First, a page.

Unlike most other living beings that survive on oxygen, aquatic plants essentially live on CO2. As they don’t get enough of it in tanks, we have to inject it there. Another essential item for the aquarium plant survival is light because that is the medium thru which they process their food. This process is called Photosynthesis. NO light means no photosynthesis and thus no food for your plants and their eventual death. So we have to maintain a balanced diet by adjusting these two elements.
As in the case of humans, a deficient diet reflects on their health, so is the case with aquatic plants. In both the cases we look for symptoms to know which nutrient is deficient. If you are already handling plants you might have observed that a low growth is generally caused by insufficient light or co2. In such plants it becomes a bit too difficult to realize other deficiencies as the symptoms are not so apparent. On the other hand in high growth planted tanks with lots of light and plenty of co2, aquatic plants grow so fast that there is a depletion of nutrients.
So far we have not been able to develop a scientific system to accurately measure the quantities of nutrients present in a given aquarium plant. So, we go by the Symptomatic Treatment. Before proceeding further, it will help you know that some of the nutrients are mobile while others are immobile. Mobile means that the plant can reclaim nutrients from old leaves and move them towards producing new leaves.
Nitrogen, phosphorus, potassium magnesium and zinc come in this category. Deficiency of these nutrients appears on old leaves. But immobile nutrients cannot be moved from older leaves. Immobile nutrients comprise of boron, calcium, copper, iron, manganese and sulfur. Deficiency of these nutrients will appear on new leaves.
At times one warning signal may be indicative of deficiencies of more than one nutrient while at other times one insufficiency may disguise the other one. Since leaves are the most visible, you should look for signs of deficiencies around those on the aquatic plant. Next you should observe if the leaves being affected are new or the older ones.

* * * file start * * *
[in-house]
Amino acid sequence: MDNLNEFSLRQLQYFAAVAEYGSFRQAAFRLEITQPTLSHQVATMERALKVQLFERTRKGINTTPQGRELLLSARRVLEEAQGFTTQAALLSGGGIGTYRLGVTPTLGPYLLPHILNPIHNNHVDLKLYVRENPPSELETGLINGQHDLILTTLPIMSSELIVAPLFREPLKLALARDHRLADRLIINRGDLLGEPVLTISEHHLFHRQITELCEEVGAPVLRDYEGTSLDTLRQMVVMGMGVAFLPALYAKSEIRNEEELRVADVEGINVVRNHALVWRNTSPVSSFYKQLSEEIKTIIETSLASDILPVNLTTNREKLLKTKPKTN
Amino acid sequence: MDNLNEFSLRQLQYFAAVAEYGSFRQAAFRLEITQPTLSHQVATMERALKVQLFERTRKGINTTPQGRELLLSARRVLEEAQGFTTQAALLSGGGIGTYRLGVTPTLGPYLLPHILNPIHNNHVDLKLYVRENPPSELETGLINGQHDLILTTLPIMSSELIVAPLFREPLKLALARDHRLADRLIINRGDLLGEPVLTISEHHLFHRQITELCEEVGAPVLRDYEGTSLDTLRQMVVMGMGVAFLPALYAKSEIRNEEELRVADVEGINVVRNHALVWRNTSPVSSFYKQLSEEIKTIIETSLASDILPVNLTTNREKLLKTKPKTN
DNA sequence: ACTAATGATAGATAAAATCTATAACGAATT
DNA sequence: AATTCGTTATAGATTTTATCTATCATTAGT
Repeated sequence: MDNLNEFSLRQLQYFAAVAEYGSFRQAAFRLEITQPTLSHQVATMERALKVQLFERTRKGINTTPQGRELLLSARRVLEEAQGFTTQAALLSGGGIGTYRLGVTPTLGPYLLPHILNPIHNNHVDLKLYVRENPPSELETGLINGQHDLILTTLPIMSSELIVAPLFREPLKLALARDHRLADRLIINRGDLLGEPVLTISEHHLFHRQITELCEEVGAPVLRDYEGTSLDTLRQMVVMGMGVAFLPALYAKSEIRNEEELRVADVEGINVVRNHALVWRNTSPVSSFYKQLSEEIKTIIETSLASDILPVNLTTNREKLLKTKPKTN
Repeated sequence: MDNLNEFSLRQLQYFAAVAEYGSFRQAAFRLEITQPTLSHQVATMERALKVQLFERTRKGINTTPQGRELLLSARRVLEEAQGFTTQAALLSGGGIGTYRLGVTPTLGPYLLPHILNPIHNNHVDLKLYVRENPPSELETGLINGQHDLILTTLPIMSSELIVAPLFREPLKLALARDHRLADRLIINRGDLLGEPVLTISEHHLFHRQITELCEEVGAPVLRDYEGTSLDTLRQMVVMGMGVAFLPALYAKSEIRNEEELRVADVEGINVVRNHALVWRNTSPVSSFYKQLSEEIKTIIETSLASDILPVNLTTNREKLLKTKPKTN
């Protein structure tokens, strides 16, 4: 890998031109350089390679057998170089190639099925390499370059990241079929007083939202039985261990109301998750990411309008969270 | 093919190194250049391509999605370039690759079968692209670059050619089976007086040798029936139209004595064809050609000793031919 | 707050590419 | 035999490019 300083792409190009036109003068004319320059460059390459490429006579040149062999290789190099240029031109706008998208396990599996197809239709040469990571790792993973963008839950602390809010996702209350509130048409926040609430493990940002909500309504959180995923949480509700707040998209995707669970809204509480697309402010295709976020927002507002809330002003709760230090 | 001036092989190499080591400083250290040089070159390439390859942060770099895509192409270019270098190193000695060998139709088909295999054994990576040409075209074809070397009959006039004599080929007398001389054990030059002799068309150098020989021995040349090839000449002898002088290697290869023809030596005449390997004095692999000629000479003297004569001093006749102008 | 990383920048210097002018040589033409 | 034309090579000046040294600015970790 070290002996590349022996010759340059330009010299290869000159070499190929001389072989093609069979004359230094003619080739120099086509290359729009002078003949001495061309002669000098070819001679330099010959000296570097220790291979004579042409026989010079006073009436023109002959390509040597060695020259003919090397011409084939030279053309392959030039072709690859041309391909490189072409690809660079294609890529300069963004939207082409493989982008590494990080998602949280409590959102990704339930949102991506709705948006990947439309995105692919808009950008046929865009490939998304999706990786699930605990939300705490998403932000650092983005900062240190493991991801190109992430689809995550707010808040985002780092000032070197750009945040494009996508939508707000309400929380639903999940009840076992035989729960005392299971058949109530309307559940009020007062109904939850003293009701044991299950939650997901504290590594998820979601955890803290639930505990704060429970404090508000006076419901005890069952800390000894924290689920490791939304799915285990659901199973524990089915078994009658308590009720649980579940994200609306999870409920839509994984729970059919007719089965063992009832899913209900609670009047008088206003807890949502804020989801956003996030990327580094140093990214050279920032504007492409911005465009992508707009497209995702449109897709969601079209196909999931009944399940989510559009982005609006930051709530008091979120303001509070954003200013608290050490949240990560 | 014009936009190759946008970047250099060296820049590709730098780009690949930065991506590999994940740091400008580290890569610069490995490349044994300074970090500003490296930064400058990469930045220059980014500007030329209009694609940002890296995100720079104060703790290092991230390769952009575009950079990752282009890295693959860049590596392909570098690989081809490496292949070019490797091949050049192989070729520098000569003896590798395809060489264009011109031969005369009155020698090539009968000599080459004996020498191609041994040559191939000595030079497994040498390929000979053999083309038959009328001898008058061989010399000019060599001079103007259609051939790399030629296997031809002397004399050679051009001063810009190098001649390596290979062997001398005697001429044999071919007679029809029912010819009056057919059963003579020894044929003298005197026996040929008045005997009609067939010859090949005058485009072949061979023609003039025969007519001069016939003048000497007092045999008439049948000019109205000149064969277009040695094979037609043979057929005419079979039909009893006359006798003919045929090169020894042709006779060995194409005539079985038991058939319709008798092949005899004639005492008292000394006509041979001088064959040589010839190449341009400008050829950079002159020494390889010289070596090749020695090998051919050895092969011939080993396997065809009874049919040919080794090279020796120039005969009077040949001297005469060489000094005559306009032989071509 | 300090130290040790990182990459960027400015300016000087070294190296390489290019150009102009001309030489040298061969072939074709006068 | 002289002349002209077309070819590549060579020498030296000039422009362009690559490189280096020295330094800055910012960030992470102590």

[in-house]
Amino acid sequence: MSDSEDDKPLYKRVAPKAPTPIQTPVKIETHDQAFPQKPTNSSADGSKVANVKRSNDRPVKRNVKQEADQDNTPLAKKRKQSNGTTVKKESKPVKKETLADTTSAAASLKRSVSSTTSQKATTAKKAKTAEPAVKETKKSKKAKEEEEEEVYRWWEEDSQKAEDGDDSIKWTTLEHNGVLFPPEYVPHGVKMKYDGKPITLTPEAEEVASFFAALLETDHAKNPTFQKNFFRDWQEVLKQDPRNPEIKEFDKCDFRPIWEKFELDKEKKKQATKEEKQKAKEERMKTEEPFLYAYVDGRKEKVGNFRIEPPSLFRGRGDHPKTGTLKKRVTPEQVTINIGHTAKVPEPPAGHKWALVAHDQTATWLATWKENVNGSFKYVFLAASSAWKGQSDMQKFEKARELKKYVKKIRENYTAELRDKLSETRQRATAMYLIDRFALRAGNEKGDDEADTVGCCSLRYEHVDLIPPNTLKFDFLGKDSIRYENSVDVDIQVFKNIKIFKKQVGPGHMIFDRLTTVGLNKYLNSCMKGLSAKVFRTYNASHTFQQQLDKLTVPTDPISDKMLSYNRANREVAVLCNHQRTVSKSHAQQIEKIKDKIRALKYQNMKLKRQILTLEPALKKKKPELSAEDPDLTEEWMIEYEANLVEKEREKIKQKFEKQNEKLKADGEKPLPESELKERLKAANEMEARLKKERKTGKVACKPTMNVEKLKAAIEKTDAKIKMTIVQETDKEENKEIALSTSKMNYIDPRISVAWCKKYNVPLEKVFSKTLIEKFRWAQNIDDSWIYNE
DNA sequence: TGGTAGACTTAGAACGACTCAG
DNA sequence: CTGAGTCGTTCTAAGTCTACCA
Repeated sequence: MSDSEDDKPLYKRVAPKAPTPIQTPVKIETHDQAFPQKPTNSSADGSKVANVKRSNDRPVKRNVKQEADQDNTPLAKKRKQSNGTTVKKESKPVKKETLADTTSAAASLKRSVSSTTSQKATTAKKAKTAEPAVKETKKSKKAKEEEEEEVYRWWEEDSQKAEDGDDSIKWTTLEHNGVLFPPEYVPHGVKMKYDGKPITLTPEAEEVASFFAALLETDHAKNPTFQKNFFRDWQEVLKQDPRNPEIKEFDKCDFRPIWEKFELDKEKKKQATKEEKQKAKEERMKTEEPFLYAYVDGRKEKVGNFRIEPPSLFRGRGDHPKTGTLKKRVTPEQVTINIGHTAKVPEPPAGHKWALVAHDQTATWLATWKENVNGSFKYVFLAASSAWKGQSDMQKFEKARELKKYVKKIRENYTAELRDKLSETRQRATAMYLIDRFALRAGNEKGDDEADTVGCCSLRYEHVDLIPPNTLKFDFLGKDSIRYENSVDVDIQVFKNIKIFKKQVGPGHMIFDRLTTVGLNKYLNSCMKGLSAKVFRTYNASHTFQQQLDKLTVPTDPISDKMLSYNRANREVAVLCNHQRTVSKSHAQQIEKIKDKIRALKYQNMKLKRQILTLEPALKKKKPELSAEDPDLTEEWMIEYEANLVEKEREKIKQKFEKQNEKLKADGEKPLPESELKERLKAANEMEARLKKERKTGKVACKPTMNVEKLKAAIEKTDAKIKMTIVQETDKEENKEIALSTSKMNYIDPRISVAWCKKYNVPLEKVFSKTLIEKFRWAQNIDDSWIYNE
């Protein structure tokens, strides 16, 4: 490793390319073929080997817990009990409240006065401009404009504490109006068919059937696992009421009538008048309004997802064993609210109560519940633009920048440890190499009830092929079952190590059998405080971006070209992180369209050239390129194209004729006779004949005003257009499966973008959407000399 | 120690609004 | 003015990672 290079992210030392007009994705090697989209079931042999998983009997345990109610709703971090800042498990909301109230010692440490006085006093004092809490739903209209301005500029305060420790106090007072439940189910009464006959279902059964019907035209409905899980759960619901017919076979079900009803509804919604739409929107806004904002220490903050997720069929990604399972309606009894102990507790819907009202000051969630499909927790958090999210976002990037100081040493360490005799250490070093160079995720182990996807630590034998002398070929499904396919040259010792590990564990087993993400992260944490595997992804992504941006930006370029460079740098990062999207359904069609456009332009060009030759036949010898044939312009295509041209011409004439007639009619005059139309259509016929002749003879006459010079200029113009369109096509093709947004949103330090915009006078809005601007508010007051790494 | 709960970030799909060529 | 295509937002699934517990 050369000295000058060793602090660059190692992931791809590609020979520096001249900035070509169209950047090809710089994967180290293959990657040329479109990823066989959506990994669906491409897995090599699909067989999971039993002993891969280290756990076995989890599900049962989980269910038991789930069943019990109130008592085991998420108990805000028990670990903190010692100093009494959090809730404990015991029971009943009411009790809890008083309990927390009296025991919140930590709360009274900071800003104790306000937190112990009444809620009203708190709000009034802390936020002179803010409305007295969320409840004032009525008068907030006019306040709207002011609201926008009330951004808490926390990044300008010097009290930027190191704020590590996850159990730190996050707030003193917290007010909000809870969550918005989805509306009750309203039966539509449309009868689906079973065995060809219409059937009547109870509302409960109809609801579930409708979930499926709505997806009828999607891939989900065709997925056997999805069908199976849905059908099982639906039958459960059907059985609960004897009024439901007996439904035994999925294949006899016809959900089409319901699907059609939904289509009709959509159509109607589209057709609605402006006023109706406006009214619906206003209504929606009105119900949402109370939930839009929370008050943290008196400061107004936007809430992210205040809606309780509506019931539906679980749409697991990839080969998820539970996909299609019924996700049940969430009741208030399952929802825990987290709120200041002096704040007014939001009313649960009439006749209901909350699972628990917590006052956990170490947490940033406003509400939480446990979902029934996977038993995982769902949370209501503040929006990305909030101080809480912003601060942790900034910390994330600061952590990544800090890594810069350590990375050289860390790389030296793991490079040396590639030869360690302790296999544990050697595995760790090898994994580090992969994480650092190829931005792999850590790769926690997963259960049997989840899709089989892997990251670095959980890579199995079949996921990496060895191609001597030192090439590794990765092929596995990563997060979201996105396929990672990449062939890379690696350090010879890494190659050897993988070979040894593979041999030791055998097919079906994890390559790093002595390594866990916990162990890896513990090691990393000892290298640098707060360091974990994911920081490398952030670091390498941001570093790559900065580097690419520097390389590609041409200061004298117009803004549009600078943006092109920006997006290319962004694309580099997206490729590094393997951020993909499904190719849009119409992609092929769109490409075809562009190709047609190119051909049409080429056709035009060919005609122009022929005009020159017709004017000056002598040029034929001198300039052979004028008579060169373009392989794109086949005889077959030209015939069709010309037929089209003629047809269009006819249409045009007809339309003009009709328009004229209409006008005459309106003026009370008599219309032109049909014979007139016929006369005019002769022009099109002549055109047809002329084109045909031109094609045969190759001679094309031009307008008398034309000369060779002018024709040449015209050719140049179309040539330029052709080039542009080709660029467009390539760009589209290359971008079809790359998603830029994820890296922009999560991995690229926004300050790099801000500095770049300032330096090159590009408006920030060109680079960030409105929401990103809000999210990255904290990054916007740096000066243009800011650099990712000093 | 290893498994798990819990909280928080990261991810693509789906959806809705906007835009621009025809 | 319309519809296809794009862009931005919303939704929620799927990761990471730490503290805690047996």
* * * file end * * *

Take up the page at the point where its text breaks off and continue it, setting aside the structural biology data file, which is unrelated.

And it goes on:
The above observations coupled with a study of the following table may prove to be a good helping hand for you in your analysis of the aquarium plant-related deficiencies.
|Element||First Signs appear on old/New Leaves||Symptoms|
|Boron||New||Delicate or brittle stems, dead shoot tips|
|Carbon Dioxide||New||Slow/retarded growth of leaves which may have calcium deposits|
|Copper||New||Dead leaf tips|
|Iron||New||Pale growth of new leaves followed by yellowish color, leaves may become brittle|
|Magnesium(Mg)||Old||Yellow spots or yellowing of leaves around edges; generally similar to iron as in the absence of Mg iron is not absorbed by plants|
|Manganese||New||Dead yellowish tissue between leaf nerves|
|Molybdenum||Old||Brown edges, inhibited flowering or yellow spots between leaf nerves|
|Nitrogen||Old||Stunned growth, leaves turn yellow and die off or slight reddening of leaves on occasions|
|Phosphorus||Old||Darker leaves or poor growth of roots/leaves|
|Potassium||Old||Appearing of pin holes which may enlarge; Curled leaves and patches of yellow|
|Sulfur||New||Leaves turning yellow to die off|
|Zinc||Old||Yellowish areas between nerves, starting at leaf tips|
|Calcium||New||Distorted leaf growth; Yellowish edges of leaves and twisted short roots|
Any matching symptoms for your aquatic plants? It’s time to get some fertilizers for your plants!